• You can’t seem to come to a conclusion about what’s “normal,” and would feel much calmer if you just knew what are desired and acceptable behaviors. 

You know you’d feel calmer if you freely trusted your gut and didn’t feel so uneasy in social situations, around authority figures, and when making life decisions.

  • You judge yourself often and meanly. 

Your compassion just isn’t there when you need it most (during everyday mistakes—snagging the sleeve of your sweater, forgetting to get gas again, spilled milk even!)  We experience great anguish when we realize we’ve made a mistake, particularly one that impacts other people. Our first instinct will be to cover it up because denial and not self-acceptance played such a large role in our homes.

We tend to be afraid that others will reject us, or leave us, when they discover who we truly are.  This has to do with the fact that our parents attacked our whole being rather than our actions when there was a problem or discussion; therefore, we think of ourselves as deeply flawed in light of the smallest fumbles.

  • While not meaning to and while not in keeping with your self-image, you tend to react to people, situations, and life rather than take action inspired by your own wants, ideas, and goals. 

We tend to relate to life as something that happens to us, from the position of victims, someone to whom things happen. In some cases this is very subtle—like making sure other people speak first, before you—and in other cases not-so-subtle (like when thinking thoughts like, ‘if only he/she would do x, y, or z, then I’d be able to have what I want.”)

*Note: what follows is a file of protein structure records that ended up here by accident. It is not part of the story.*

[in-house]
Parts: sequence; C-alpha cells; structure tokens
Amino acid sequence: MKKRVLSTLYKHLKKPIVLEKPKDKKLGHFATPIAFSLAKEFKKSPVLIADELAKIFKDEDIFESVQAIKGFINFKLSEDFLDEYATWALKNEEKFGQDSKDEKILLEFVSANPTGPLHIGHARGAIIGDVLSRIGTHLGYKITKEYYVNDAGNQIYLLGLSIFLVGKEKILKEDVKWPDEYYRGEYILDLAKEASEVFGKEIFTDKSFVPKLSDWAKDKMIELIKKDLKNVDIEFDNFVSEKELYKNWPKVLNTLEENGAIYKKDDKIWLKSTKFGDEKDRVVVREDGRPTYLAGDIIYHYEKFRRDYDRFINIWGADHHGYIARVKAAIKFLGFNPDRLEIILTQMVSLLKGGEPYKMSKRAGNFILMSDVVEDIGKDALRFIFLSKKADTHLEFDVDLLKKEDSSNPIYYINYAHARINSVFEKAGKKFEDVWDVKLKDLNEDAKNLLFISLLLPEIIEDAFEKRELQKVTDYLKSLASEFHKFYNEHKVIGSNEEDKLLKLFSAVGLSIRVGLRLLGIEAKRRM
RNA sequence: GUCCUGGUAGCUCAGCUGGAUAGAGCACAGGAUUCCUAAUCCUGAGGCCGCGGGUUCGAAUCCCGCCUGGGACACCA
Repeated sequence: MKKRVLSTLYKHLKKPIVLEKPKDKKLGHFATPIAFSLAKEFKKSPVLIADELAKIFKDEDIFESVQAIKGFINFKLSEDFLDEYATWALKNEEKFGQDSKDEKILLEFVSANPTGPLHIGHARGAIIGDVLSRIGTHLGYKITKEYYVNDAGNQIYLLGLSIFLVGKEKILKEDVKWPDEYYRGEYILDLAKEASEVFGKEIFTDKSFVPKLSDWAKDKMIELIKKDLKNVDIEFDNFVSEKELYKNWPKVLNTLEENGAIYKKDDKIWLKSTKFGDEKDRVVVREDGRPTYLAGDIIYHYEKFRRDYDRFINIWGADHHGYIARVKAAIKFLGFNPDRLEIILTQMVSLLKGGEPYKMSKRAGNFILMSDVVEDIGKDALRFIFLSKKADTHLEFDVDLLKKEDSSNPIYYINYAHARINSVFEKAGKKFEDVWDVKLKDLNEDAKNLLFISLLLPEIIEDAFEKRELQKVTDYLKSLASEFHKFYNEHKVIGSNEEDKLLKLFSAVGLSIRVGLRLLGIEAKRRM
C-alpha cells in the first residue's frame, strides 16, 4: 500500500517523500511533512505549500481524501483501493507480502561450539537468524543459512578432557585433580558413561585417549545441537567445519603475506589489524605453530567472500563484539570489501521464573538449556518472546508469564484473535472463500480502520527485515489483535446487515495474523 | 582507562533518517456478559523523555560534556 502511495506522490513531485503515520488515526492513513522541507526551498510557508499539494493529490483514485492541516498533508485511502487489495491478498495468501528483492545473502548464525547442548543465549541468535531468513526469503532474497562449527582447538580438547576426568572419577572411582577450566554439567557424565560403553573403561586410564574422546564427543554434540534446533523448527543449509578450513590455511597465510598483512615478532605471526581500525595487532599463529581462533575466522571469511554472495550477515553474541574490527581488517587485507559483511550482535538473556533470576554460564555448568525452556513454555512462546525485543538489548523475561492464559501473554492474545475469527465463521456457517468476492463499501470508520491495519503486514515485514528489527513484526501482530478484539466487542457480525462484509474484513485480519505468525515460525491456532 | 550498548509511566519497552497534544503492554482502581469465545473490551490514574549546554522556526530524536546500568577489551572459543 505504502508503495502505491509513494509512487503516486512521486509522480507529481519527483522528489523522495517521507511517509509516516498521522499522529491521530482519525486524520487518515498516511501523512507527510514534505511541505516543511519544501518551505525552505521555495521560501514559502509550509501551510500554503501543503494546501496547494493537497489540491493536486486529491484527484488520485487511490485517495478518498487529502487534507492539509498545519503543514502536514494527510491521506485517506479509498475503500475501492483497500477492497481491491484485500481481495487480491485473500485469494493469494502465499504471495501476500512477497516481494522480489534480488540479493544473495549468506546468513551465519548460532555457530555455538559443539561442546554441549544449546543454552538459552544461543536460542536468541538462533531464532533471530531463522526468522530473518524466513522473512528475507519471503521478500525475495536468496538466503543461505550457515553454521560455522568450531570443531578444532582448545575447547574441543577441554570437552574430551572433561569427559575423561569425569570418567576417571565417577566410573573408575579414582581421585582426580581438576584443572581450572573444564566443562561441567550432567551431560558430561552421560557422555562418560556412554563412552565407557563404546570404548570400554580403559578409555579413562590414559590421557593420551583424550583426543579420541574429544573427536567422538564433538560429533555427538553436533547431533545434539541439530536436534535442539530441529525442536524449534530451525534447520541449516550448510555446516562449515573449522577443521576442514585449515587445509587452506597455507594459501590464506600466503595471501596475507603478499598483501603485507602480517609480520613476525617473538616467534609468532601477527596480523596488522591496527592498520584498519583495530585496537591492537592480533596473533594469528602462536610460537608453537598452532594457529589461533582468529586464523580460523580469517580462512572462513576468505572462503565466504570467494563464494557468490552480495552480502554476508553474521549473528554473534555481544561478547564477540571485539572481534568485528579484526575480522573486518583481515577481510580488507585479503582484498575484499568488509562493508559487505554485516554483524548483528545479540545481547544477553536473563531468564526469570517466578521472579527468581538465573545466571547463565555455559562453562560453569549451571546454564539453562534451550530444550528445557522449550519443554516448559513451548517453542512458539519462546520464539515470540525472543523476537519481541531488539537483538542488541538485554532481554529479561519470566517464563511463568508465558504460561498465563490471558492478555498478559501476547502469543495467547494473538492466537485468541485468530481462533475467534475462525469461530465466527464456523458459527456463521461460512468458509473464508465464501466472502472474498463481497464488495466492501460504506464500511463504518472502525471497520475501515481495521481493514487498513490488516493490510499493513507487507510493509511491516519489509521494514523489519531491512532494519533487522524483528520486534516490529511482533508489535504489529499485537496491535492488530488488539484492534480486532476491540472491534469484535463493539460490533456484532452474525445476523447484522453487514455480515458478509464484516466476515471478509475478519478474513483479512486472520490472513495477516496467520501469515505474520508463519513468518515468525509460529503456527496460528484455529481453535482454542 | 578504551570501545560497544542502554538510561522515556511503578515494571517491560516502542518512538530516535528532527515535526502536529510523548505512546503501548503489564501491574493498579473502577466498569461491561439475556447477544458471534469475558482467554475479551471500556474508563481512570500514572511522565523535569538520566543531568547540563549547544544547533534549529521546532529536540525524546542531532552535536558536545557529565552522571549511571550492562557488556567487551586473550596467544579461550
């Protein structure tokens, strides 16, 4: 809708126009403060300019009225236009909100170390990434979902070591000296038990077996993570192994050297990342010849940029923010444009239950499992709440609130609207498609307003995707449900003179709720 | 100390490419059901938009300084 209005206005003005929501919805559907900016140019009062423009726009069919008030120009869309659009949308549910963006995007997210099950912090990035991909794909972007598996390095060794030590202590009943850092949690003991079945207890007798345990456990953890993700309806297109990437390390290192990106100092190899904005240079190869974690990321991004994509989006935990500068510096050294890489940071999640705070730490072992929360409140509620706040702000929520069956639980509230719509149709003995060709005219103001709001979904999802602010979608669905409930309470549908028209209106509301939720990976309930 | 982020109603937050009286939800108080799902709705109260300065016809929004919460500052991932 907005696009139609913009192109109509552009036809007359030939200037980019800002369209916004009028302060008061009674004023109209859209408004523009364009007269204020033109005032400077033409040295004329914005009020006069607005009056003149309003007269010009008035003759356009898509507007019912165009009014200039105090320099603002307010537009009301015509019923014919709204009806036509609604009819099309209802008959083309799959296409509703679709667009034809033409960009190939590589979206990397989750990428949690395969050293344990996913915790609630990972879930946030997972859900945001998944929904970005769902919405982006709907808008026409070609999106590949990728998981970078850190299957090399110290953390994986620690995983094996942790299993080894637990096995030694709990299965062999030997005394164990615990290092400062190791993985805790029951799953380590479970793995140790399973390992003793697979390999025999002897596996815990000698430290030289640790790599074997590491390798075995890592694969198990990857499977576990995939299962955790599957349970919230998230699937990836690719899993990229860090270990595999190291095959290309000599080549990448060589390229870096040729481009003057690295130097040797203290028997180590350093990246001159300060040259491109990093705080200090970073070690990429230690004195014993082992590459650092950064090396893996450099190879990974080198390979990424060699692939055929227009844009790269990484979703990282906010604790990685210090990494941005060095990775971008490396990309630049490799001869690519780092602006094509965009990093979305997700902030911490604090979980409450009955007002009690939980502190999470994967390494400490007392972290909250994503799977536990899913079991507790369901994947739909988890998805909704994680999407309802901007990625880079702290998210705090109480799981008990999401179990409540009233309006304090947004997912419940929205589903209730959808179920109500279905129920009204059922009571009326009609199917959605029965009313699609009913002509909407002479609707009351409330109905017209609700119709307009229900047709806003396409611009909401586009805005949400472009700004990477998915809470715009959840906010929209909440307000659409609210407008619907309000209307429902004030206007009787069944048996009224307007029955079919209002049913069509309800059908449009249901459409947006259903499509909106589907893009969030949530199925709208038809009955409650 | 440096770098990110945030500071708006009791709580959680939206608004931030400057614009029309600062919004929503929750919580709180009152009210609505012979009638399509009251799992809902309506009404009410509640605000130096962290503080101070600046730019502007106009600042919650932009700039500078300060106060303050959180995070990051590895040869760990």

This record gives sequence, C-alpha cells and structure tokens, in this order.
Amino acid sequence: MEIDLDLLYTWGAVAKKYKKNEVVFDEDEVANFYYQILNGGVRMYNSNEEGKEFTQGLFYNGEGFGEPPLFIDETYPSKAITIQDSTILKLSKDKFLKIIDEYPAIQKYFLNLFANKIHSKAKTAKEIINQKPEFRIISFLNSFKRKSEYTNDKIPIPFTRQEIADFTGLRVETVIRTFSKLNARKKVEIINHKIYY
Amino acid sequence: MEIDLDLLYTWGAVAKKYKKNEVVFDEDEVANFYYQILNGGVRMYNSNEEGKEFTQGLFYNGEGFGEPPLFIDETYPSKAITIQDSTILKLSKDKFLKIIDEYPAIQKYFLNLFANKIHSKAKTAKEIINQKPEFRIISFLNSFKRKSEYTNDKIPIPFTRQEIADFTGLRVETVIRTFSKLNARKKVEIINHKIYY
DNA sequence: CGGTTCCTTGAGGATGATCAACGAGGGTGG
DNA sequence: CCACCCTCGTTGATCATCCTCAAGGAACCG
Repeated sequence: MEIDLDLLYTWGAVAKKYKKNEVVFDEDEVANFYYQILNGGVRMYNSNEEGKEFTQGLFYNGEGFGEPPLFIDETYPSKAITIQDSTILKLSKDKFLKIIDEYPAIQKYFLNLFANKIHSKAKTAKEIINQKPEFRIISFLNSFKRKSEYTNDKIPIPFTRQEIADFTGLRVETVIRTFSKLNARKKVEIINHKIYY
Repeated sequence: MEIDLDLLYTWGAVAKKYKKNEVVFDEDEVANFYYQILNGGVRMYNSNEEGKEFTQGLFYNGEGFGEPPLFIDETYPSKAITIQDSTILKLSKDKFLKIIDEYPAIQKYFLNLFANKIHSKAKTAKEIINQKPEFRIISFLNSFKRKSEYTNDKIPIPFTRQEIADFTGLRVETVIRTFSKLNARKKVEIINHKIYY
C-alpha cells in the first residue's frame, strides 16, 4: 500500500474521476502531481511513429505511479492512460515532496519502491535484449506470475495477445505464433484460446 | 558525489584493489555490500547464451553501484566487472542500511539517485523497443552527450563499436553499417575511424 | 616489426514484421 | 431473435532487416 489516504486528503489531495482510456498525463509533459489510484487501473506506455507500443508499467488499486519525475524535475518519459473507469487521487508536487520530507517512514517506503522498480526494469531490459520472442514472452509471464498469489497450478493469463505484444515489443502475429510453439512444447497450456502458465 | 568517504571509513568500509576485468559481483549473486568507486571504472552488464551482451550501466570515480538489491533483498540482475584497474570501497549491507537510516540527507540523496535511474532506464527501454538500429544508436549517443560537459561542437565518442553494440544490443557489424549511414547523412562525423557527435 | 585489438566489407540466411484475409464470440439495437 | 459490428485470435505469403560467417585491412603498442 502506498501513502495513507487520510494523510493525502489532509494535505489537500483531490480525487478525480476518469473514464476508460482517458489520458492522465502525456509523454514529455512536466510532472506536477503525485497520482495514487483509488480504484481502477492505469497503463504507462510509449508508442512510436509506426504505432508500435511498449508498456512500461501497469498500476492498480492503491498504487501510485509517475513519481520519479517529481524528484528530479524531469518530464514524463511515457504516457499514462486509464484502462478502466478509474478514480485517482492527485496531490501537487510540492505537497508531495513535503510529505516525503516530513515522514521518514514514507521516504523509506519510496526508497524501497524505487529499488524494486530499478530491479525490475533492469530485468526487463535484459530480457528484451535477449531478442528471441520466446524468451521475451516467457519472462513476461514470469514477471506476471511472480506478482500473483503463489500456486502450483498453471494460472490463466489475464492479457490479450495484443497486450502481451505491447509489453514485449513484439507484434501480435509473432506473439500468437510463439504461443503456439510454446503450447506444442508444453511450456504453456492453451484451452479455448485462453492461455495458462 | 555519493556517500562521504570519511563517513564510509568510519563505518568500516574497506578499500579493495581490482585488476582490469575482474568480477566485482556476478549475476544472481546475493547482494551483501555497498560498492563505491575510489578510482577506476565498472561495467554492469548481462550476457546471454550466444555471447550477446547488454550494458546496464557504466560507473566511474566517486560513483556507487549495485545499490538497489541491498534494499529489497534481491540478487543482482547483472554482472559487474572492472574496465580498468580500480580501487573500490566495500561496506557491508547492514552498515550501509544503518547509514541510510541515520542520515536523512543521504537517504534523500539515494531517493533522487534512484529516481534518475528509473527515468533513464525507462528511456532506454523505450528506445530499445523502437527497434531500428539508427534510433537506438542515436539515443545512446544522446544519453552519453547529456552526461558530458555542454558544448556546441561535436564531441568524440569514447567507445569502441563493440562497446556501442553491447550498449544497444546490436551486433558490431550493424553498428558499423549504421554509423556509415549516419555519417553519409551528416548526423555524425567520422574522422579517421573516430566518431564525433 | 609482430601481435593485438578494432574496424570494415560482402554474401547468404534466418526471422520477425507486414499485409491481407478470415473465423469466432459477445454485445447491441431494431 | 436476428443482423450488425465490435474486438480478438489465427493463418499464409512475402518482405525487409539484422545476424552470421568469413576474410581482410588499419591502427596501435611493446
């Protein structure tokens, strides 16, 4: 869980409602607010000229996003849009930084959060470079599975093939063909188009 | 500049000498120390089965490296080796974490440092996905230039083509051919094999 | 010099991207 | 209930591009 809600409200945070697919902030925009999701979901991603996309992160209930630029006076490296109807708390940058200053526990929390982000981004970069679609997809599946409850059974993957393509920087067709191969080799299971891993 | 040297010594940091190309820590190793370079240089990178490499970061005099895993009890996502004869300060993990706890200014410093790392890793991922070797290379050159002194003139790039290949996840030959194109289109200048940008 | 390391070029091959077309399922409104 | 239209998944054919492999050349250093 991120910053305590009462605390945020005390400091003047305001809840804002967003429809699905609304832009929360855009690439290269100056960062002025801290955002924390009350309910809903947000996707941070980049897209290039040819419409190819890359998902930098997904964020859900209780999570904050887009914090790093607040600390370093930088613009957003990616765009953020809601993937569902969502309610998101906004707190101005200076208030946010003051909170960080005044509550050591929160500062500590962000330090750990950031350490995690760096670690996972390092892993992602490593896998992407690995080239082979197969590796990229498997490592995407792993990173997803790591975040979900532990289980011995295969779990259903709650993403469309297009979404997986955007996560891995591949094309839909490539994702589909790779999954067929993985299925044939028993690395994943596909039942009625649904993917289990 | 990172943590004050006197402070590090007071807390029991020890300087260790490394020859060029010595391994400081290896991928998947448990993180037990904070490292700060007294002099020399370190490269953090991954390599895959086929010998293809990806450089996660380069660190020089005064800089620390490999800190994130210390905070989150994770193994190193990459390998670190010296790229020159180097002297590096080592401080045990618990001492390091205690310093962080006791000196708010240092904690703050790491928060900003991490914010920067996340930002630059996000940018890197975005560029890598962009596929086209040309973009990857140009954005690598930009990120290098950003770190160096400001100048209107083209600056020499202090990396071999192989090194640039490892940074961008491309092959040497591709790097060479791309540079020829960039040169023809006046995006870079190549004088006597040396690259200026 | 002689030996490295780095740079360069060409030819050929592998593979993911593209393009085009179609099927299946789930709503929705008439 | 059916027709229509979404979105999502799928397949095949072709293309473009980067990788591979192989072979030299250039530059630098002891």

• People exhaust us because we’re not able to fully be ourselves.

A lot of us feel like chameleons.  And being chameleons was a necessary adaptation for surviving our childhoods.  As adults, we take-on personas that we feel work in particular situations and are hyper-attuned to non-verbal cues from others (even in situations in which we’re not entirely sure we want to be taking part!), which determine our actions, or more precisely—our reactions.

  • We don’t know our needs nor advocate for them; we don’t ask for what we want; we suffer guilt when we assert ourselves.

The way we grew up, we were conditioned to put others’ needs before our own—now the only way to get our needs met is, first, to begin to understand (a) what it means to have needs, (b) get a feel for what ours are, then (c) to become vocal about those needs and a champion for ourselves. Becoming comfortable saying ‘no’ to others (without feeling guilty for it or apologizing) is part of this, too.  It takes time, but we can learn that our needs and other people’s feelings are independent of one another, that getting our needs met isn’t in conflict, actually, with other people’s needs and their happiness.

  • We don’t feel our feelings.

While we are individuals in pain, and harbor deep pain from our childhoods, whether on the surface (sad face, slumped shoulders) or below the surface, we don’t know how to feel our feelings.  Our feelings were denied, yelled at, ignored, and even laughed at.  When feelings do arise, we’re easily overwhelmed by them and very quickly, we either deny them—to be “pleasant” for others and to avoid rocking the boat, or we re-stuff them because our feelings are begging us to say ‘no’ and speak our minds, and that seems high-risk and deeply frightening for us.